A look back at GBIF in 2017

The past year showed increases in web traffic, users, downloads, and scientific use of GBIF-mediated data

Giant cactus
Among occurrence records with images published in GBIF, the giant cactus (Carnegiea gigantea) was the top species in 2017. Photo by CK Kelly licensed under CC BY 4.0.

As we bid our farewells to 2017 and begin a new year, we take a moment to recap some of the highlights in data, metrics, numbers and uses. Let’s dig in...

Data in GBIF.org

The species occurrence counter stood at just under 703 million records at the beginning of 2017. During the year, the number increased by 37 per cent, so that as 2017 ended, 964 million species occurrences were available through GBIF.org. Some of the new records came from additions to existing datasets, while others arrived in the more than 6,000 datasets newly published during 2017. This surge derives from an increase of 281 publishing institutions across the network—more than one for each working day of the year. This is only possible through the efforts of GBIF’s national and thematic nodes, and also the projects taking part in the BID and BIFA programmes, helping to bring new countries and publishing institutions into the network.

Breaking down the new species occurences added in 2017 by countries, here are the top 10:

  1. United States (75,459,902)
  2. United Kingdom (61,271,306)
  3. Australia (38,108,415)
  4. Sweden (32,167,163)
  5. Finland (24,822,949)
  6. Denmark (19,413,633)
  7. Spain (12,797,843)
  8. Canada (12,537,299)
  9. Belgium (8,773,095)
  10. Germany (5,705,020)

The species that added the most occurrences in 2017 was the mallard (Anas platyrhynchos) with 109,465 new records. While birds dominate the top of the list, due in large part to the eBird Observational Dataset, top observed mammals included the European roe deer (Capreolus capreolus) with 12,621 records, while the red admiral (Vanessa atalanta) was on the top among insects.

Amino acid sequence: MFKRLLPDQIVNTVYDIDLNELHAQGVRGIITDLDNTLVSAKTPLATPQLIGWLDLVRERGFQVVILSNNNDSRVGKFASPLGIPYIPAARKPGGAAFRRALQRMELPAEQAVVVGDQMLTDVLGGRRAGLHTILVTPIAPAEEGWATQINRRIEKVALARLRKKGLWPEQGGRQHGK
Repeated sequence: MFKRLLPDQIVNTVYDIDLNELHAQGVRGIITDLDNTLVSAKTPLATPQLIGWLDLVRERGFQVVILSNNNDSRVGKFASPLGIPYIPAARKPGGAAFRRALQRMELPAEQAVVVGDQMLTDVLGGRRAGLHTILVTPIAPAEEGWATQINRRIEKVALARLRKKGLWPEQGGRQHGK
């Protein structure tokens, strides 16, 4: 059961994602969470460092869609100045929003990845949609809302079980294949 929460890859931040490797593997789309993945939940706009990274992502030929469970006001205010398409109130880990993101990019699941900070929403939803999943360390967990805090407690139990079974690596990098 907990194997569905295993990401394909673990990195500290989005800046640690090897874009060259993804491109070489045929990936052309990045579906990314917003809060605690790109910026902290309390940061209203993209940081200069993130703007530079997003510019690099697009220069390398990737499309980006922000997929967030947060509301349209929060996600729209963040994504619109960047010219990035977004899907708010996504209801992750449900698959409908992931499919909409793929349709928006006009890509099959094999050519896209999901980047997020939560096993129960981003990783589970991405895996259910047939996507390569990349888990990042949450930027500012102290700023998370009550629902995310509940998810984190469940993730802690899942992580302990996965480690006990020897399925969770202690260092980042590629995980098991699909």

For a more detailed taxonomic breakdown of new data, check out the updated global data trends.

Users of GBIF.org

During 2017, users accessed GBIF.org more than 1.6 million times, each visit lasting more than six minutes and covering four pages on average- a total of more than 7 million pages viewed. During these visits, 12,446 of these users requested 112,842 downloads containing a total of 844 billion records, amounting to increases of 24, 17, and 199(!) per cent, respectively compared to 2016. The top three downloading countries in 2017 were Mexico, United States, and Brazil.

2017 also saw the launch of the new and improved GBIF.org portal, which on average received 158 more visits per day compared to the previous version of the site throughout the year. Comparing both old and new site traffic with 2016 is difficult, however, weighted averages show that visits are up slightly and bounce rates down, in particular when looking at numbers for the new site.

Scientific use of GBIF-mediated data

By monitoring scientific literature, we logged 696 new, peer-reviewed articles citing substantive use of GBIF-mediated data in 2017, representing a 59 per cent increase compared to 2016. While citation practice still varies greatly, the use of DOIs in data citations is also going up, as 117 publications used DOIs for citing GBIF-mediated data in 2017 compared to only 41 in 2016. This, however, means that four in five publications still use data from GBIF.org without a proper citation.

The GBIF network is engaging with authors and journal publishers to ensure proper data citation, so we expect to see an increase in DOI citations for downloads. Such improvements will not only establish greater transparency about the use of GBIF-mediated data in scientific publications but will also help demonstrate for publishers the value of sharing their data.

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